The San Francisco-based Volti has been a consistent innovator in vocal music for over 30 years. The mission of the 25-member a capella ensemble is to think outside the box of choral music, and to continue expanding that landscape by commissioning new works and championing the music of living, breathing composers. In its latest CD House of Voices, Volti brings its exceptional musicality to the table once again.
The first piece, by Yu-Hui Chang, uses text from two poems by Billy Collins, U.S. poet laureate from 2001-2003. Both movements of Being: Two Collins Songs address personal awareness of both the mental and physical realms. However, “Shoveling Snow with Buddha” is energetic, employing contrapuntal lines and conveying the conversational tone of the text, while “The Night House” relays more vertical chordal structures with a rich, though more subdued sound.
Ted Hearne’s five-movement work Privilege is the most wide-ranging and dramatic of the pieces on this disc. As the composer chosen for Volti’s 2009-10 Choral Arts Laboratory, he has asked a great deal of Volti in this adventurous work, and they have certainly delivered. The first and third movements use texts written by Hearne himself, from the standpoint of a privileged member of American society, and the texts of the second and fourth movements are snippets from an interview with The Wire producer David Simon that address the income divide between rich and poor, while the final movement, “We Cannot Leave,” is a setting of an anti-Apartheid Song translated into English. The tart harmonies and sinewy lines of this composition seem to be recorded at closer range than the other pieces, bringing a sense of intimacy to the piece, placing the listener very near the ensemble as if in a small, intimate performance space.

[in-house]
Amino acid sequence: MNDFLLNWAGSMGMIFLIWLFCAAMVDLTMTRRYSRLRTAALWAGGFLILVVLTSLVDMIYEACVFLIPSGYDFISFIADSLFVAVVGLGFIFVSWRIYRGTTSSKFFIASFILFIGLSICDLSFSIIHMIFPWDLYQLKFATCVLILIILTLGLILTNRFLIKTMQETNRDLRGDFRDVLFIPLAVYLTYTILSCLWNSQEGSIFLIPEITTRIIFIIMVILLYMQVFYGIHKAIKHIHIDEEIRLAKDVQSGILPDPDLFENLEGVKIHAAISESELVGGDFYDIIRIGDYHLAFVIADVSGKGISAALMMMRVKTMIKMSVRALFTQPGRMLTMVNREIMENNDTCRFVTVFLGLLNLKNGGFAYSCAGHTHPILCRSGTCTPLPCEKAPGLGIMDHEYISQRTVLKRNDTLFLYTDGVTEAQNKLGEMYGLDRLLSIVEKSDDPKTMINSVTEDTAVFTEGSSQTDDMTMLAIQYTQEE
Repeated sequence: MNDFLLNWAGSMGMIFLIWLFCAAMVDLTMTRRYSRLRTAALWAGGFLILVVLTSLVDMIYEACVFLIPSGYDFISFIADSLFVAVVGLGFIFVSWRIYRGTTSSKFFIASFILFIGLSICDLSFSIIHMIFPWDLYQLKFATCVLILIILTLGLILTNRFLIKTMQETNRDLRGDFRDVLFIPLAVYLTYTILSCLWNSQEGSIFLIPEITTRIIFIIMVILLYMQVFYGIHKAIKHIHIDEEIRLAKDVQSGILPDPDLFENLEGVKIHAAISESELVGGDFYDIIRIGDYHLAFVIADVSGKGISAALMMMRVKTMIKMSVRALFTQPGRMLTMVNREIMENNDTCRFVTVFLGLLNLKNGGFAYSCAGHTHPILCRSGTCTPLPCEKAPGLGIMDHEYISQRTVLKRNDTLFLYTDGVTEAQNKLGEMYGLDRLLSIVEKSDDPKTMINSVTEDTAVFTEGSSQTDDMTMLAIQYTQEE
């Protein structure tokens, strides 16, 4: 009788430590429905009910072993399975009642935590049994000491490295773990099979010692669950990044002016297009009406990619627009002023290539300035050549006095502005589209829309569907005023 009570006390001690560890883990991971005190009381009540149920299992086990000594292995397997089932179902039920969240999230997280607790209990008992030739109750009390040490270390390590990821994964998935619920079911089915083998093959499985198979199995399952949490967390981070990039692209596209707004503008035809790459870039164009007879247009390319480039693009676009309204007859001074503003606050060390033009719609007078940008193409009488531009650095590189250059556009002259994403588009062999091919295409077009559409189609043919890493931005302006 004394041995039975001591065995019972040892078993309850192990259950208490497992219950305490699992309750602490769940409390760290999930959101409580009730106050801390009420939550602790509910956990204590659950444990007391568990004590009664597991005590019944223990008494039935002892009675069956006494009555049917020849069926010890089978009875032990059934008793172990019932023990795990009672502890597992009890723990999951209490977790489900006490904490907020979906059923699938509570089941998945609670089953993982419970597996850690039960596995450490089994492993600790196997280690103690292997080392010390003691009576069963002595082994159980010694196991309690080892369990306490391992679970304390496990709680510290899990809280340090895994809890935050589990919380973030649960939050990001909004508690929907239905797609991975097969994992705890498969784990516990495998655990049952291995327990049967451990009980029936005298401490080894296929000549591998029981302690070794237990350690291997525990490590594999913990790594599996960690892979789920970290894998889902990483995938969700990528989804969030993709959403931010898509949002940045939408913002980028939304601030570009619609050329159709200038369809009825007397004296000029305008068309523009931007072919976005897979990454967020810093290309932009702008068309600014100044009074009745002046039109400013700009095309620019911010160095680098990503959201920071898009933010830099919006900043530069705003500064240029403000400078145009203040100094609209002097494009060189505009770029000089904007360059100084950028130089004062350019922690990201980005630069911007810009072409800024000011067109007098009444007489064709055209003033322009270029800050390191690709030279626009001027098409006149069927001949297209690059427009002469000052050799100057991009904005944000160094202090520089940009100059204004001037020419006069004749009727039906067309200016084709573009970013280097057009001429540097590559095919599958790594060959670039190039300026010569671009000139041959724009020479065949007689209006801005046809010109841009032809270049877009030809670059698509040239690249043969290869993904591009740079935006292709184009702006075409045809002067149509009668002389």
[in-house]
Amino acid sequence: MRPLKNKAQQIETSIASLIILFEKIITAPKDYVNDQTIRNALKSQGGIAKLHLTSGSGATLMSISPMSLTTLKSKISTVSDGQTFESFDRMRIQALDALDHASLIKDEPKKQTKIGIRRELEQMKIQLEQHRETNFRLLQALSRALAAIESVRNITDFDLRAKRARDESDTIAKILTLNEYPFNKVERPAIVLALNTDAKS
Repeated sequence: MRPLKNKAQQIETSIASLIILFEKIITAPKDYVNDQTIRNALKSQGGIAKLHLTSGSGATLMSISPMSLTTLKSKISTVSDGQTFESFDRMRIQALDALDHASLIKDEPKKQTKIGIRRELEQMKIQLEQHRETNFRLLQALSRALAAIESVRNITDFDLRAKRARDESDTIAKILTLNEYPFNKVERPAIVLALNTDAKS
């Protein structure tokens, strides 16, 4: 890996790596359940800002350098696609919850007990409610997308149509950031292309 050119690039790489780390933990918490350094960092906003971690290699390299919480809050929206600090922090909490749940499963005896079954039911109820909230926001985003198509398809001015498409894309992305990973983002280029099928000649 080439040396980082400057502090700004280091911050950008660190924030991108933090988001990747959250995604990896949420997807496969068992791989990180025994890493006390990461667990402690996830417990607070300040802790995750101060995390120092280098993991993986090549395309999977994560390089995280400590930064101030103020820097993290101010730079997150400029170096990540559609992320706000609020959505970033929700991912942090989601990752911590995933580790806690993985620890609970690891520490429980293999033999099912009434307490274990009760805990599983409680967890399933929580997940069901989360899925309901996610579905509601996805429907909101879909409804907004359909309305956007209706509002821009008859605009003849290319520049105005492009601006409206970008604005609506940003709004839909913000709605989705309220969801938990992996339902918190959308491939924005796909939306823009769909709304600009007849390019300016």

By comparison, the works that immediately follow seem almost conservative, although they are no less elegant. In Daglarym / My Mountains, Donald Crockett attempts to recreate the landscape of Tuva by using melodic and text material from Tuvan folk songs gathered by musician and researcher Katherine Vincent. Crockett stays largely within Western harmonic language in this piece, straying only occasionally into a slightly nasal singing technique during the interpretation of carefully chosen Tuvan words. Eric Moe’s The Crowds Cheered as Gloom Galloped Away is a characteristically energetic and effective setting of an equally characteristically quirky choice of text dealing with antidepressants that come packaged with… tiny ponies. It’s disconcertingly whimsical and somber at once. As with the Yu-Hui Chang piece mentioned earlier, Wayne Peterson creates two clear, no-nonsense settings of texts by a single poet—in this case, Delmore Schwartz—in this case about the beauty of art and of contemplating the free-spiritedness of childhood as respite from the pains of contemporary life.
The big finish on House of Voices is the 15-minute tribute to the power of the moon, Luna, Nova Luna, by Volti composer-in-residence Mark Winges. This lush, dramatic work combining Volti and the Piedmont East Bay Children’s Choir includes a cornucopia of texts with moon references, and really does travel to the moon and back in its range of dramatic contrast and musical language, laid bare by deft combinations of child and adult voices. Winges is obviously extremely familiar with the voices of Volti, and supremely comfortable working in the realm of choral music in general, as if driving a well-loved car that has been in the family for ages.
Within the choral music world this recording might be considered crazy, heady stuff, but to these ears it is first and foremost inspiring, magnificently performed music. Virtuosic? Absolutely. If this recording doesn’t make every composer who listens to it crave to write choral music, and in particular for Volti, I don’t know what will.